You’ll start of course with the iconic Golden Circle that includes Gullfoss waterfall, Strokkur geyser, and Thingvellir National Park as well as other optional stops along the way such as Kerið crater and the Secret Lagoon. From here you can tackle the south coast and feel the spray from the dramatic Seljalandsfoss and Skogafoss waterfalls before continuing on to the Reynisfjara Black Sand Beach, Fjaðrárgljúfur Canyon, and Jökulsárlón Glacier Lagoon.
All of these stops can be reached on day trips from Reykjavik making them perfect routes for shorter vacations. You don’t have to venture far to get a taste of Iceland’s unique beauty. So don’t forgo a trip to Iceland because you’re short on time. Any amount of time is the perfect amount of time.
Shop At The Cheaper Grocery Stores
So you’ve taken our Iceland travel tips into account and decided to go grocery shopping as an alternative to eating out every night. What now?
Bónus is the cheapest and most popular grocery store chain in Iceland. The bright yellow signs with a pink piggy bank over the name make the stores hard to miss. The one downside is they tend not to open until 11am and many close sometime around 6:30pm.
Kronan and Nettó are the next most reasonable options with longer store hours and only minimally higher prices. Nettó even has some store locations that are open 24 hours.
If you’re less concerned about the price of the groceries and are looking for a huge selection of goods and long (sometimes 24 hour) store hours then there’s no better place than Hagkaup.
Really, it’s hard to go wrong with any of these four chain stores, but if you’re wondering what to avoid, we suggest steering clear of the 10/11 stores unless it’s your only option. They’re expensive and mediocre.
Don’t Stop Along The Side Of The Road
More than one of our Iceland travel tips revolve around driving because knowing how to navigate Iceland’s roads is critical to your safety and the safety of others. Stopping along the side of the road in the middle of a road trip is one of the biggest mistakes tourists make when driving.
We understand the urge to pull off on the side of the road. After all, everywhere you turn there seems to be another natural wonder just begging to be photographed. But this is one of those moments where you’ll have to just soak it in with your eyes as you drive by.
Iceland’s roads tend to be narrow with no shoulder room on the side. This makes pulling off on the side of the road particularly dangerous as there’s really nowhere to pull off. Instead, you’re creating an obstacle for other drivers to navigate around and are putting yourself in danger by being so exposed in the road.
Tipping Is Not Necessary
Many of us have grown up in countries and cultures where tipping at a restaurant or a bar is expected. In fact, it would be particularly insulting to not tip or tip under a certain amount.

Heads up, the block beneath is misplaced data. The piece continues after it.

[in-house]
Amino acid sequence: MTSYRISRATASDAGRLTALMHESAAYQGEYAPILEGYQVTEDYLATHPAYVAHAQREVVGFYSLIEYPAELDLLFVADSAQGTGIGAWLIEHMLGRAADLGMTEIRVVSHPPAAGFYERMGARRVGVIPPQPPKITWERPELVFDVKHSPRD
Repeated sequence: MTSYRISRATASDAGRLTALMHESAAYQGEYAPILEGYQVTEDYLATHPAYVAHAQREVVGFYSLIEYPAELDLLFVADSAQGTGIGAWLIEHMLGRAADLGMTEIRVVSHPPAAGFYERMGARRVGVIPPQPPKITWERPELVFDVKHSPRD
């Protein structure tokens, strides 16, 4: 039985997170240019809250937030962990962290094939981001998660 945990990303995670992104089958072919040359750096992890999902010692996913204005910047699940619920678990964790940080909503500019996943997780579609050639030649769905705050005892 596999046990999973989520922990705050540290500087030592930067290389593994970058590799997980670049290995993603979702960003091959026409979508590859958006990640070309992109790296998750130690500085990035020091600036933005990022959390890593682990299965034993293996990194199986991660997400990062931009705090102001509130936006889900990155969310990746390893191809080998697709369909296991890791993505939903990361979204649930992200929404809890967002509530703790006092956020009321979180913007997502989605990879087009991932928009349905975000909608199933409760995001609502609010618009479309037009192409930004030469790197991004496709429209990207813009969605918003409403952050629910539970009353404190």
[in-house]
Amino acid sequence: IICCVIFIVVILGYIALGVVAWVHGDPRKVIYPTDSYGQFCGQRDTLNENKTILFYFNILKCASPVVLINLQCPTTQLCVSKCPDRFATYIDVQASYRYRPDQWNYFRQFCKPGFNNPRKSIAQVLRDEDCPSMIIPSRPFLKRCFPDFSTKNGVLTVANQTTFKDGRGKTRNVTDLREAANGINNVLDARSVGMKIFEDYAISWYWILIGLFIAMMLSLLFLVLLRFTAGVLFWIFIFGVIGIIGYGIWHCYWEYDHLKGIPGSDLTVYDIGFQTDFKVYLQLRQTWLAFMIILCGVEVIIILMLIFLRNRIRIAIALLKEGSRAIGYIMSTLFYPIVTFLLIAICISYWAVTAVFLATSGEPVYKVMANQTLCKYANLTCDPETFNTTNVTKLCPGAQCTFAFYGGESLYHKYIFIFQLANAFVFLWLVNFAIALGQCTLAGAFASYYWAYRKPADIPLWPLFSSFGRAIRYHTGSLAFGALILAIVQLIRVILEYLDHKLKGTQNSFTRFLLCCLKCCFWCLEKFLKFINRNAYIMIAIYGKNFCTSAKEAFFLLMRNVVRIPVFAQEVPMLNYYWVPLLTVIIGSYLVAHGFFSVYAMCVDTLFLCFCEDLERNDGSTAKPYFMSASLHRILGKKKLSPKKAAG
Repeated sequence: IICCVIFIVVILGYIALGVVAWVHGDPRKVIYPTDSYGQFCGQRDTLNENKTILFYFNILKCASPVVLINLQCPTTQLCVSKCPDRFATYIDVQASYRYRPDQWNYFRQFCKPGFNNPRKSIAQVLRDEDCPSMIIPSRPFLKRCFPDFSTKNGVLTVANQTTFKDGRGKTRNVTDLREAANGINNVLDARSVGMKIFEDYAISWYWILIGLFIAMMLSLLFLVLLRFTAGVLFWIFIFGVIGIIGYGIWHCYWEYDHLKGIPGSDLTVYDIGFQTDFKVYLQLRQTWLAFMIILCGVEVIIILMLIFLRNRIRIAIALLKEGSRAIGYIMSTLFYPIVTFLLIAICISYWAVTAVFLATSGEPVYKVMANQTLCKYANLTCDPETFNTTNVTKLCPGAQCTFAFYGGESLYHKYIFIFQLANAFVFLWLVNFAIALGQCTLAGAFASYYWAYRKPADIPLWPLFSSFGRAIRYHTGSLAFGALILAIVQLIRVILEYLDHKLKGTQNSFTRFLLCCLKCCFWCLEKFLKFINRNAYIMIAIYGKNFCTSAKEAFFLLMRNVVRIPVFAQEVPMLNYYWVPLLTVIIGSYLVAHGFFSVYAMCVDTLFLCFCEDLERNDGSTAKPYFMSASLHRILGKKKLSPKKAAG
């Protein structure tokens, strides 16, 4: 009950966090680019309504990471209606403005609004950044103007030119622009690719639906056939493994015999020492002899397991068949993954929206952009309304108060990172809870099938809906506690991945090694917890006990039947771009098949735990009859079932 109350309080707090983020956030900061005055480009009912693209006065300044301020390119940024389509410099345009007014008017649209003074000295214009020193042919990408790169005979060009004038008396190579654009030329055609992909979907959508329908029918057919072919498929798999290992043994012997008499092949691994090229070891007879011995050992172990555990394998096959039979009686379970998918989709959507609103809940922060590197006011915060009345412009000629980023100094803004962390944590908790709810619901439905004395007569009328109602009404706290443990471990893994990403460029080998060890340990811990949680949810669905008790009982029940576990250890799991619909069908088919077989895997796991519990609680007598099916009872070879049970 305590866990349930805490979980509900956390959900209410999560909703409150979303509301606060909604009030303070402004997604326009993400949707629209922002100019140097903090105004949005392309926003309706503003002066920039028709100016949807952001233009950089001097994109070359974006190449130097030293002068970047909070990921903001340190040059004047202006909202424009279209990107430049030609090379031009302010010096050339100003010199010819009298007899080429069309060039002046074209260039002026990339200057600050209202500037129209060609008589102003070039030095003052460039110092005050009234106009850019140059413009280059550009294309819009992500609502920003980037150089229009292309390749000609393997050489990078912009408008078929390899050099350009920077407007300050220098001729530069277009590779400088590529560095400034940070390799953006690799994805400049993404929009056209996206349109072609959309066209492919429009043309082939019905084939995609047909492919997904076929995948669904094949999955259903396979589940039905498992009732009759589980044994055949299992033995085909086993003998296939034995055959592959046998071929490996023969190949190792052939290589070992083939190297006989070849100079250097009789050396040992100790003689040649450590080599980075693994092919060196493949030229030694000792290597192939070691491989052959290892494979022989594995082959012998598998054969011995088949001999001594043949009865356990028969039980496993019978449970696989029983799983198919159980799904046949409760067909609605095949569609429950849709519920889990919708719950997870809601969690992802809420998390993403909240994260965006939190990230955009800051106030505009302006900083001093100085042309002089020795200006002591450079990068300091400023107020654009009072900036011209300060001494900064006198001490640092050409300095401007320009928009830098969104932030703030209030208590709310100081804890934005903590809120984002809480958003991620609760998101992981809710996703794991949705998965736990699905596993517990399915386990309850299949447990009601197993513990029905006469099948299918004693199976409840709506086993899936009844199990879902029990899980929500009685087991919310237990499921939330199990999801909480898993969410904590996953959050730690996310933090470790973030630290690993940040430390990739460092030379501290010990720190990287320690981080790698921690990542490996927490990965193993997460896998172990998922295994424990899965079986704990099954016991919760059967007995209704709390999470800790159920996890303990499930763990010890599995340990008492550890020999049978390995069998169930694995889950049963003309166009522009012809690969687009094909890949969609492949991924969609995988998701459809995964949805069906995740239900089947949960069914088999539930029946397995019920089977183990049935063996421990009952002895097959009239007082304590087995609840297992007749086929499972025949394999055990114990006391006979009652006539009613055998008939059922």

This is not the case in Iceland. One of the most important things to know before going to Iceland is that tipping is both not necessary and not expected. The prices are already marked up to include what you might have otherwise left as a tip. This is one of the many reasons why you don’t need to take out loads of cash when you arrive in the country.
That being said, workers will not be offended if you tip them, and in some cases such as after an exceptional tour led by a particularly knowledgable and friendly tour guide, you might decide you’d like to leave a tip to show your appreciation.
Just know that at no point during your vacation are you obligated to tip. You’ll already be dishing out a lot of money during your trip so there’s no need to empty your wallet further unless you’re feeling particularly generous.
Rent A 4WD If Traveling On F Roads
When you’re planning a trip to Iceland and deciding on a rental car, think about where you’ll be driving during your trip. Many of the roads to Iceland’s major tourist attractions are paved making them relatively easy to navigate in the summer months.
If you’re sticking to Reykjavik, the Golden Circle, or much of the south coast and the main Ring Road, you can get away with renting a 2WD vehicle and save some money in the process. If however, you plan on venturing into the highlands on the F roads you’ll need to rent a 4WD.
F roads are rocky, uneven, sometimes involve river crossings, and are tricky to navigate even under the best circumstances. Some of Iceland’s most spectacular wonders are reached through F-roads. It’s entirely worth the bumpy journey to explore what the highlands have to offer, just make sure you’re properly prepared heading into your adventure.
We’re thrilled you’ve chosen to explore the stunning natural landscape of Iceland. You’re in for a memorable experience that will only be made better by keeping these Iceland travel tips in mind as you tackle your next great adventure.
If you have any questions or comments as you plan your trip, feel free to let us know in the comments section below.